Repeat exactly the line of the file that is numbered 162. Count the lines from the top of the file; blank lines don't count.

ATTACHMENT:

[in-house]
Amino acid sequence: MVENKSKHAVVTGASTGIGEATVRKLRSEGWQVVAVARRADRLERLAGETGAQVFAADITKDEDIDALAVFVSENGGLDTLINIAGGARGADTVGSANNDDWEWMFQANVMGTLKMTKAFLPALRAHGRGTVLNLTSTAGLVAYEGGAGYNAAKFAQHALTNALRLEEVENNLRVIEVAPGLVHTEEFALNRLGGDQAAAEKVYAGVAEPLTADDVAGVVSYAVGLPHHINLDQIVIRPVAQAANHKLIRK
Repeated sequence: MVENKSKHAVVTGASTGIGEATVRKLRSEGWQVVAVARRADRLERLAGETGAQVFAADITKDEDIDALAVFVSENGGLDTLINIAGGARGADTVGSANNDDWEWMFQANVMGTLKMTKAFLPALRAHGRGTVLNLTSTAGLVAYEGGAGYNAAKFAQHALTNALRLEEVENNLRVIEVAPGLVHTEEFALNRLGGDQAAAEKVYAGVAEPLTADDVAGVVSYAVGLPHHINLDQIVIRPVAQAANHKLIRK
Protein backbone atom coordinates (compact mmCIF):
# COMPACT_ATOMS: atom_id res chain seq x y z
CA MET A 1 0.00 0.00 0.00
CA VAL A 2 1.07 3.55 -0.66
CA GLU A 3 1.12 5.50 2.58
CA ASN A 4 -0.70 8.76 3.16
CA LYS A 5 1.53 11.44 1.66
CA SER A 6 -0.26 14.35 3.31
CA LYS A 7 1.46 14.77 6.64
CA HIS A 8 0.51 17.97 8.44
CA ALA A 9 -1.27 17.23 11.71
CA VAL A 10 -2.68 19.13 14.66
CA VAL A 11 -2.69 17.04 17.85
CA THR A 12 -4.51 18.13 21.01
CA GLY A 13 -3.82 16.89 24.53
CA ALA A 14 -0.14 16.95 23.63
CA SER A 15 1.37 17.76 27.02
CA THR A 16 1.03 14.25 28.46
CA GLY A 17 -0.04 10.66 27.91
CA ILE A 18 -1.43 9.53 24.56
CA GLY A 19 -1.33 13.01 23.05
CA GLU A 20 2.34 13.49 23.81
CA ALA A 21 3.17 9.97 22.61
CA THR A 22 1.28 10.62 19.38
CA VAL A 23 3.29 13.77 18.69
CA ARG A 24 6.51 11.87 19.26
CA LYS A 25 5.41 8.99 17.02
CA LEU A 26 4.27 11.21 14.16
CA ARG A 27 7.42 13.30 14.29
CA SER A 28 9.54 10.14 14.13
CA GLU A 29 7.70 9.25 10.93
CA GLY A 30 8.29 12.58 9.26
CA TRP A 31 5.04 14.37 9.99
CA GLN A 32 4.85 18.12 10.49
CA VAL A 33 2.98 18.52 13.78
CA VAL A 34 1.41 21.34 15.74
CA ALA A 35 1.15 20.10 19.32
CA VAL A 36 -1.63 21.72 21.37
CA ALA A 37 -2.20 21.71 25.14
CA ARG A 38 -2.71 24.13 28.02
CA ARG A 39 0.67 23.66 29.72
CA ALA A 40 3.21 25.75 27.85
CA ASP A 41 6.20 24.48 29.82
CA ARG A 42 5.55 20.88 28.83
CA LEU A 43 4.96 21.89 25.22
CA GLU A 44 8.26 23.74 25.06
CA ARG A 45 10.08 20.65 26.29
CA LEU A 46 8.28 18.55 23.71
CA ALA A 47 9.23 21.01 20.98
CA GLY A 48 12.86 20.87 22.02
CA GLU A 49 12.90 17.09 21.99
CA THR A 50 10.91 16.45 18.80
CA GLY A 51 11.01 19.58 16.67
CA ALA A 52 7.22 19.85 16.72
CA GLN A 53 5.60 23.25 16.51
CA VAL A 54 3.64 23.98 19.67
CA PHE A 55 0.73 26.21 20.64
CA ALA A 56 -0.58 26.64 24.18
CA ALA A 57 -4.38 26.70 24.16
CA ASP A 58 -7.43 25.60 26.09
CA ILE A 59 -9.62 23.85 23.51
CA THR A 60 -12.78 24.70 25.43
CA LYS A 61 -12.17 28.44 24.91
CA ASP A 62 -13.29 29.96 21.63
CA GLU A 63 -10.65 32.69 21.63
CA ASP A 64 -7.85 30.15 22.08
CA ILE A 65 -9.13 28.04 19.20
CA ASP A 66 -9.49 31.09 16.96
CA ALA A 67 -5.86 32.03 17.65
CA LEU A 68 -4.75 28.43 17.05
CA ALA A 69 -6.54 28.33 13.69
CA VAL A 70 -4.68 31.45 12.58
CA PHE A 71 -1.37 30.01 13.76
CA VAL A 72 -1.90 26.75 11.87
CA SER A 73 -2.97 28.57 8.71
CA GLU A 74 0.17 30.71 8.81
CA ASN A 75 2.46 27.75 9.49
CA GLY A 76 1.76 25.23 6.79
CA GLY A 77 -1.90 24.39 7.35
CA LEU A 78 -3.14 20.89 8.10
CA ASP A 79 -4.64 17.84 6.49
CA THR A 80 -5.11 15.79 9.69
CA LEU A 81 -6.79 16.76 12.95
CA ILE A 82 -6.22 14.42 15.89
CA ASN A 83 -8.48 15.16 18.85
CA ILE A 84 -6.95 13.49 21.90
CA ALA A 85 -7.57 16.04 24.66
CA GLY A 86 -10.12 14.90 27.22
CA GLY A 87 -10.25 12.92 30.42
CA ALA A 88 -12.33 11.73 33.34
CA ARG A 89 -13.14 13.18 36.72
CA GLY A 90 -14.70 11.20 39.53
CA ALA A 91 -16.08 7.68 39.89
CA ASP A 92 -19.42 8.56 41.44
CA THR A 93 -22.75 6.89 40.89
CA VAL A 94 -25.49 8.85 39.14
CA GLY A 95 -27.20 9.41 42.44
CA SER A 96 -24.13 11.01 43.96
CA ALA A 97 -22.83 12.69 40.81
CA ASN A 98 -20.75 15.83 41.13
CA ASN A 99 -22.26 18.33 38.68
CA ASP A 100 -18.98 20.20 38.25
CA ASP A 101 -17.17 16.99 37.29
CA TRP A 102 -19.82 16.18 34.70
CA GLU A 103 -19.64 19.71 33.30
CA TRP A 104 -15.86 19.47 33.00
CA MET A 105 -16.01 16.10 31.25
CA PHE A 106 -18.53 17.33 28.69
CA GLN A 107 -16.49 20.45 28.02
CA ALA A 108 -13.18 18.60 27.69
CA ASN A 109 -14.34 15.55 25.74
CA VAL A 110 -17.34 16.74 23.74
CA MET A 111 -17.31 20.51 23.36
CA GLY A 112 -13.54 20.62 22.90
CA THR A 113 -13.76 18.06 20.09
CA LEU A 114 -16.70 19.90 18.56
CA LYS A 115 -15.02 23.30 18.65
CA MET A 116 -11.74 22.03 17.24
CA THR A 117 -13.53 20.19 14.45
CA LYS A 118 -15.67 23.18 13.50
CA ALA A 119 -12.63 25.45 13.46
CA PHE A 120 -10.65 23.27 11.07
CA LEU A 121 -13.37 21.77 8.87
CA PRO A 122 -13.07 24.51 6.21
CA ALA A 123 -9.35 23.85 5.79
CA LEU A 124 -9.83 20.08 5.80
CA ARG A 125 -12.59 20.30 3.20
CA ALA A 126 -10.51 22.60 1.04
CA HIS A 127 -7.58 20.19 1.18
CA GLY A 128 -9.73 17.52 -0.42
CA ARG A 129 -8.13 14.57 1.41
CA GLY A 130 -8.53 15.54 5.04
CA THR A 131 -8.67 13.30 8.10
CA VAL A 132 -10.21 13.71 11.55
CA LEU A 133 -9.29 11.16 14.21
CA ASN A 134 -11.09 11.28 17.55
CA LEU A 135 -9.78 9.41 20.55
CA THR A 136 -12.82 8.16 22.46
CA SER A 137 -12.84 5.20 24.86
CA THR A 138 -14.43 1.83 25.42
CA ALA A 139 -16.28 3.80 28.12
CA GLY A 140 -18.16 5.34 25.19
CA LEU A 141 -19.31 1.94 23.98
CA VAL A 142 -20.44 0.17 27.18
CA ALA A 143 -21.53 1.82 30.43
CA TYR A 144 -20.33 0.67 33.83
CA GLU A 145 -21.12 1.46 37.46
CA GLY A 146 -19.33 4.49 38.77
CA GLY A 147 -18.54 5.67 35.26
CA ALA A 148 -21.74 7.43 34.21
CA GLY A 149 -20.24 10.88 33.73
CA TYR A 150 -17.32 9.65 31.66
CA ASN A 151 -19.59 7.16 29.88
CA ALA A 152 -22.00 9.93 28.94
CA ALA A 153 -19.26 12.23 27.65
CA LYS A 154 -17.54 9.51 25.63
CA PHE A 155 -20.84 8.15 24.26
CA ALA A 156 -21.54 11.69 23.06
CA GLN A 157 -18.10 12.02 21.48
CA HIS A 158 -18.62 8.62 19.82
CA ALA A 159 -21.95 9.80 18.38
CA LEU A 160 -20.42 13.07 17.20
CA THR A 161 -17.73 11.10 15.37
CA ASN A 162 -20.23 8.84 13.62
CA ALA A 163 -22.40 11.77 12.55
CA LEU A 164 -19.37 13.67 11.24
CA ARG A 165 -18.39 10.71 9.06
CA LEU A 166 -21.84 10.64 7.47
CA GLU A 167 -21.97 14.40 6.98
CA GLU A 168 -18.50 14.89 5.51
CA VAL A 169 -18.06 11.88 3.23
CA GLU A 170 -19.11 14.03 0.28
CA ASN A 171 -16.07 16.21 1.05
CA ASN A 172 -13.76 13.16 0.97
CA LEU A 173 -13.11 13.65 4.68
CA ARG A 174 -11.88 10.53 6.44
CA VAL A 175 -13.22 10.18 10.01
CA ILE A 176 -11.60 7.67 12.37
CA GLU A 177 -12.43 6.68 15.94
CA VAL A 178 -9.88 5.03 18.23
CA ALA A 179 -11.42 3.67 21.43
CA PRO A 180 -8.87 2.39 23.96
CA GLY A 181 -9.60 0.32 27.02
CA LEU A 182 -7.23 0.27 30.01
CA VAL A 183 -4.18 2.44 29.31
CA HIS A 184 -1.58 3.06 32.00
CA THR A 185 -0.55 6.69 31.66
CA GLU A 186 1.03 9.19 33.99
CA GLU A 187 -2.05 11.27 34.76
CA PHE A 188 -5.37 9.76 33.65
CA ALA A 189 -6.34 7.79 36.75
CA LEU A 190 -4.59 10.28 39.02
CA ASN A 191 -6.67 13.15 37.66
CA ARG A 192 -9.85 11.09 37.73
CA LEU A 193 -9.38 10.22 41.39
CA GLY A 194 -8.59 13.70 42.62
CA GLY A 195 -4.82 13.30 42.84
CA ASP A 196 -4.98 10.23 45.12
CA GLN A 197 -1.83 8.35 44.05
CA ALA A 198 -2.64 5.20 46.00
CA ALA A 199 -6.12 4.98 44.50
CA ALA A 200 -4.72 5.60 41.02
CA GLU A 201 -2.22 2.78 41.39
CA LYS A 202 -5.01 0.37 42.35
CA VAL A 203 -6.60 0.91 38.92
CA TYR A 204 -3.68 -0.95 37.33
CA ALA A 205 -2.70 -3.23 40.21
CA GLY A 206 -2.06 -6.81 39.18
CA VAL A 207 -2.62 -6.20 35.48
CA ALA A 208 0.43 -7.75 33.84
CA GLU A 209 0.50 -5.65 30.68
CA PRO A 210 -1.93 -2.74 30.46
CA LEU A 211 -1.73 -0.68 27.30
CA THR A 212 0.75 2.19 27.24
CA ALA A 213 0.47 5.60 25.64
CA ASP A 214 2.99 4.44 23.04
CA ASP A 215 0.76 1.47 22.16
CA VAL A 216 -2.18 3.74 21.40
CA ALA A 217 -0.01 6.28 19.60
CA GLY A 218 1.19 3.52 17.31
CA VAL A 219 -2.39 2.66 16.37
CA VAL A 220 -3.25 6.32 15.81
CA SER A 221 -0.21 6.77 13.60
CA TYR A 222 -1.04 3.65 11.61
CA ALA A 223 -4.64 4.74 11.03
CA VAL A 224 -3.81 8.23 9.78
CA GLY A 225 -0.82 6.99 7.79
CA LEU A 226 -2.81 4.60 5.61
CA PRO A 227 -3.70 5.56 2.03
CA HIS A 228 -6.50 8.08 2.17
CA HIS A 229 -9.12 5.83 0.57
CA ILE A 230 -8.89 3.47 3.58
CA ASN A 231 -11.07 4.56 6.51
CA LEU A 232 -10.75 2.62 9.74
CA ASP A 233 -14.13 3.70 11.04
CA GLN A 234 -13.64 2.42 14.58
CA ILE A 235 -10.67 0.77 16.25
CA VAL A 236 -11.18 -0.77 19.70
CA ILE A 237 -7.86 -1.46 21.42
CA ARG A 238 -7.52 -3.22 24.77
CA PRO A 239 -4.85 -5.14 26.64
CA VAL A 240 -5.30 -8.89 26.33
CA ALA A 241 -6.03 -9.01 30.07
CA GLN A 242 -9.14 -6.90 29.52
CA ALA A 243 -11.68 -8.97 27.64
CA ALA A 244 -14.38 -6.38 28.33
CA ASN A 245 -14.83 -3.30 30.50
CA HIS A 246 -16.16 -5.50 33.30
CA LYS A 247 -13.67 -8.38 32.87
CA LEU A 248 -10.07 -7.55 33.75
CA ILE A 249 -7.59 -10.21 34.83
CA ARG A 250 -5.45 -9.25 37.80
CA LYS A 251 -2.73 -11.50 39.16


CA GLN A 157 -18.10 12.02 21.48